Formerly consisting of 13 villages, Yu-Chi Township in Nantou County was the epicenter of the Chi-Chi earthquake. There were approximately 500–850 residents, over 16 years of age, in each village at the time of the earthquake. Because Yu-Chi Township was near the epicenter, all residents were deemed equally exposed to the disaster. There are several benefits to selecting Tong-Chi village of Yu-Chi township for cluster sampling: (i) there were approximately 700 residents over 16 years of age, which fit the distribution of Yu-Chi township's residents; (ii) a team of specially trained, senior psychiatrists set up a temporary clinic at Tong-Chi Village immediately after the earthquake occurred (the study was conducted after a good rapport was established between the research team members and residents 4–6 months after the earthquake;6 this good relationship increased the response rate); and (iii) a total of 216 residents were included in the all three study periods (6 months, 2 years, and 3 years after the earthquake).
This paper is part of a prospective naturalistic study on the impact of a catastrophic earthquake on survivors. Taking the migration of the earthquake survivors into consideration, the adjusted response rates in the three periods were 73.4%,6 79.9%,1 and 70.2%, respectively.12 We also analyzed data from the 216 individuals who responded to all three surveys (response rate 35.8%) in the present paper.
Five psychiatrists and two public health professionals designed and validated the Disaster-Related Psychological Screening Test (DRPST) to collect background information from residents and to find psychological symptoms resulting from disaster-related psychiatric disorders.5 The DRPST has two parts. The first part was used to compile background information, including date of birth, gender, education, marital status, extent of physical injury, self-reported memory impairment, family loss, and economic loss following the earthquake. The second part is a scale based on DSM-IV symptoms, which was validated by psychiatrists when compared with the Mini-International Neuropsychiatric Interview (MINI) in the same population. We used the first part to evaluate the risk factors of psychiatric disorders.
Psychiatrists also used the Taiwan version of MINI (based on the 5.0 English version) to assess respondents for the prevalence of different psychiatric disorders. This relatively short instrument was designed to provide enough diagnostic information to make good clinical decisions while investigating the 17 major Axis I diagnoses (including PTSD, suicidality within 1 month, and current major depression within 2weeks). Among the strengths of the MINI are brevity, simplicity, clarity, high sensitivity and specificity, and ease of administration.25 PTSD, current major depression, and suicidality were included in MINI. Priority was given to the identification of current disorders, with no attempt made to identify the diagnostic subtypes of psychotic disorders.1 Originally, it was developed to provide a short diagnostic structured interview compatible with the DSM-IV (used for the present study), and its question formulations are similar to those of the Composite International Diagnostic Interview (CIDI).5 In addition to these advantages, the authors felt that the MINI seemed to be useful because of its structured nature for use in clinical psychiatric research settings.6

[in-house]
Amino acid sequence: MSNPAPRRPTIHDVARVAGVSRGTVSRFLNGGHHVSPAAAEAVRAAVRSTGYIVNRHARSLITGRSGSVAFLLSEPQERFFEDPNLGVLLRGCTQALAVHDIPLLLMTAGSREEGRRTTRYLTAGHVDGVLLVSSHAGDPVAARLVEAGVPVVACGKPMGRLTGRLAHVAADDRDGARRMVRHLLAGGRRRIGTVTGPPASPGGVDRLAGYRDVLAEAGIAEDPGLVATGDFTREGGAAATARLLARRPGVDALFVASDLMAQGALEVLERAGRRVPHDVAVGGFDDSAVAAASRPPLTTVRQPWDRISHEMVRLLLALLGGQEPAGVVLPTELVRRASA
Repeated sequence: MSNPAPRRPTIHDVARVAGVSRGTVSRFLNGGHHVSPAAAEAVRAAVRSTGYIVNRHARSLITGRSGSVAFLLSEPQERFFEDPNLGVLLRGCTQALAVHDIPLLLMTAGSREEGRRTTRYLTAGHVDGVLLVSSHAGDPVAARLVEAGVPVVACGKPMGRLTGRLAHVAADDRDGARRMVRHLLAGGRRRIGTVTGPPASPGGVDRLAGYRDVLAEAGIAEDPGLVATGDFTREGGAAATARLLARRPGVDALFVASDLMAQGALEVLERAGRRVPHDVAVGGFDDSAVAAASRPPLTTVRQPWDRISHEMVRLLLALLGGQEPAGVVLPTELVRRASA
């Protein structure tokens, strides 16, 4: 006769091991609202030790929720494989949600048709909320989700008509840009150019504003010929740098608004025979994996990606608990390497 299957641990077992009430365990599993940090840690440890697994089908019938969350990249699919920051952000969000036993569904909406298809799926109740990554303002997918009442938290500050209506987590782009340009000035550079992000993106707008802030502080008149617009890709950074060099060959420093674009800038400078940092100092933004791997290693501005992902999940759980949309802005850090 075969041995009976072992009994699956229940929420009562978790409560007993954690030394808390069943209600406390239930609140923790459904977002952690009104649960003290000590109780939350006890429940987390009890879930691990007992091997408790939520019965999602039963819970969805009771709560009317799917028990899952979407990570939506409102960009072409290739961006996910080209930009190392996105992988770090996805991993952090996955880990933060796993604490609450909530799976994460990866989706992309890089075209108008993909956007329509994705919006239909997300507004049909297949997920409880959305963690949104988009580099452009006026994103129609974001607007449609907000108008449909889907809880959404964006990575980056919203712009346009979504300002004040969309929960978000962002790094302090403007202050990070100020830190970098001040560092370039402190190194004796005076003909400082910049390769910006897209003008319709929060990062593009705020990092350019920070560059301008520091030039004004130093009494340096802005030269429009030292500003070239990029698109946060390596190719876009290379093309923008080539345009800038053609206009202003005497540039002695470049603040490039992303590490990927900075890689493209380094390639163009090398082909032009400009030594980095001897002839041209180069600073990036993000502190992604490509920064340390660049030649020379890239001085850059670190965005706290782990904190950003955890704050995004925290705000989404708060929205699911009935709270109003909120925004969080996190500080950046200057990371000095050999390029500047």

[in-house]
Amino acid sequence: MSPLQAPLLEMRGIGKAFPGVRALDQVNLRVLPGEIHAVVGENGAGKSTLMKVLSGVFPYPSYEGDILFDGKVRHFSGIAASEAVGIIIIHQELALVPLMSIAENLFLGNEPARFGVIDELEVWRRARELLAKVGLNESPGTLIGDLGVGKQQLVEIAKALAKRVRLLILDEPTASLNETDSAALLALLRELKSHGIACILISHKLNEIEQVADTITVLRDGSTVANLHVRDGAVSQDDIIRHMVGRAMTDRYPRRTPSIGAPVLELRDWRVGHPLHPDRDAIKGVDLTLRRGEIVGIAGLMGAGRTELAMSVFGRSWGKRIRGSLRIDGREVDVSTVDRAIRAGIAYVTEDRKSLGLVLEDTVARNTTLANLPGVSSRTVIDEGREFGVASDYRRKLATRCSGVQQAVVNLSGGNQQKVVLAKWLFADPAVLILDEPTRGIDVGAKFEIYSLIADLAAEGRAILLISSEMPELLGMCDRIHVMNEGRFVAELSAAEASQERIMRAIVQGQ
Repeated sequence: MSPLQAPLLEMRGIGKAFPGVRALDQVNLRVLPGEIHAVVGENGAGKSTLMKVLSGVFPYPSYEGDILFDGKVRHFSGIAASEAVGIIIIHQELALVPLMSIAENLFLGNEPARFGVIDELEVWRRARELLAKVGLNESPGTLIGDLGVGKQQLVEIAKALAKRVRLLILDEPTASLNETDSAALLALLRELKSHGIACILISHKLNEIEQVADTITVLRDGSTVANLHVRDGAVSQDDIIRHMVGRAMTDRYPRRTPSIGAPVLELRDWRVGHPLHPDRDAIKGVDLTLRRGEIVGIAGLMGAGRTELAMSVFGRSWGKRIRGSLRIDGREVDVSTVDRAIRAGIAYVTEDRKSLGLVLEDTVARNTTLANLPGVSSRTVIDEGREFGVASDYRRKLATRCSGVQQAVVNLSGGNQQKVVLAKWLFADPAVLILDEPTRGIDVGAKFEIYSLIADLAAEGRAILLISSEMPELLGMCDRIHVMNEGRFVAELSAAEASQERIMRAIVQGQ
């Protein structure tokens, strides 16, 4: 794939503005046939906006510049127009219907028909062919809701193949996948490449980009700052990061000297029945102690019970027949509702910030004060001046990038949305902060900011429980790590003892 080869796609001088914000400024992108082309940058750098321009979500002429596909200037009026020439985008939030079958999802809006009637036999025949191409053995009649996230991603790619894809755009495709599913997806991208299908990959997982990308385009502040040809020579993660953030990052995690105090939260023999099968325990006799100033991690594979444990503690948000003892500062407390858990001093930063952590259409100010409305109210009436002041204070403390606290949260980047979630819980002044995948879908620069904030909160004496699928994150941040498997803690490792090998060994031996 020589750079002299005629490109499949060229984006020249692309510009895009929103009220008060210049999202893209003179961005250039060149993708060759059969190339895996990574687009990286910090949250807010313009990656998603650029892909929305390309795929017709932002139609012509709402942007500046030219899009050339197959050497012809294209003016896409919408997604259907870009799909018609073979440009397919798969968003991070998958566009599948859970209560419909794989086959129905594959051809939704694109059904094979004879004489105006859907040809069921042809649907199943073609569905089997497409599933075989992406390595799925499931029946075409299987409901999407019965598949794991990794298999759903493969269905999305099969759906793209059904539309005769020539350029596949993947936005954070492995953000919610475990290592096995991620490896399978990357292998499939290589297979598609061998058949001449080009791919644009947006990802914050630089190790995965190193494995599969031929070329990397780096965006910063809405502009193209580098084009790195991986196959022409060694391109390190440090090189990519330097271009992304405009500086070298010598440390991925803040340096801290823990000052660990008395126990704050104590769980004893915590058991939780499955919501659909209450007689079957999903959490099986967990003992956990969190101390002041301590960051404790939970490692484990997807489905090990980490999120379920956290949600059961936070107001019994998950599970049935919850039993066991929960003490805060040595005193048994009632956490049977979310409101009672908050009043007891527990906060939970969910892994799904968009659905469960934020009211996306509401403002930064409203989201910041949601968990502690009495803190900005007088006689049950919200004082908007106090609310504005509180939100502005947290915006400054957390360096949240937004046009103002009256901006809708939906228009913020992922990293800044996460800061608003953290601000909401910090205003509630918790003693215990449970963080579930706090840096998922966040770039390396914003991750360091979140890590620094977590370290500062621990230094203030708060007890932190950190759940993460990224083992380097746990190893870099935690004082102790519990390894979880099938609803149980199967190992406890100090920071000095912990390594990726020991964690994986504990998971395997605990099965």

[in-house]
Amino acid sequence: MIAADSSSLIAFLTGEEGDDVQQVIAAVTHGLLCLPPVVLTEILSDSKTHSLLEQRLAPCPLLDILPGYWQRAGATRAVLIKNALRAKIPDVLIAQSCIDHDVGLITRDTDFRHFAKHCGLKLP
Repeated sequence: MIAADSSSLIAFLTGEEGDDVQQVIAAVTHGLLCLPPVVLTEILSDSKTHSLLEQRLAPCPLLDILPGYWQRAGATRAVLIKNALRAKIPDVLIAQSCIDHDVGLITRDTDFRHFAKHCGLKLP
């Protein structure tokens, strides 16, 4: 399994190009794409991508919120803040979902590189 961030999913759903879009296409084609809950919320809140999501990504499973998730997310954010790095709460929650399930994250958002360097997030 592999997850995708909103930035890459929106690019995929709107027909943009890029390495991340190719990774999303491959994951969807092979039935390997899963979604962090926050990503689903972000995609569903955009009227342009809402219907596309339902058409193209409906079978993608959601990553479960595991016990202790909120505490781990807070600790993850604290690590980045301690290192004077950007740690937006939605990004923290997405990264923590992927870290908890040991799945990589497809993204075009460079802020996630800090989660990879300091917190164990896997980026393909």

The Taiwan version of MINI was translated by several senior psychiatrists and retranslated into English, which was copyrighted to the Taiwan Society of Psychiatry by the original author. There was specialist validity of the Taiwan version of MINI and lack of other validity due to the lack of validity and reliability of the Taiwan version of the CIDI. However, the trained psychiatrist interviewing residents completed an interrater reliability test and the κ value was 0.75, Z score = 13.22.26
The details of this training program were reported previously.5,6 Because the validation of DRPST was established at second survey,5,26 some variables (e.g. ‘Family financial burden and social network change’) were not measured at first survey. We used these variables that were measured at the second survey. The research assistants used the first part of DRPST13 to gather basic information and related data on risk factors from all residents ≥16 years of age, which was analogous to information of non-respondents derived from local government records. Psychiatrists interviewed these residents using the MINI in the three study periods. The purpose of the research project was explained in detail to each resident during the home visit. If the residents refused to participate after being informed about the research project, only their demographic information was collected, using an appropriate questionnaire. Informed consent was obtained from all respondents as well as approval from the local government authorities and the Department of Health of the Executive Yuan. The Institutional Review Board oversaw the study and a human studies review in Kai-Suan psychiatric hospital. We compared the prevalence of PTSD and other psychiatric disorders 6 months, 2 years, and 3 years after the earthquake, and the psychosocial risk factors of PTSD or major depression groups were compared with that of the normal population.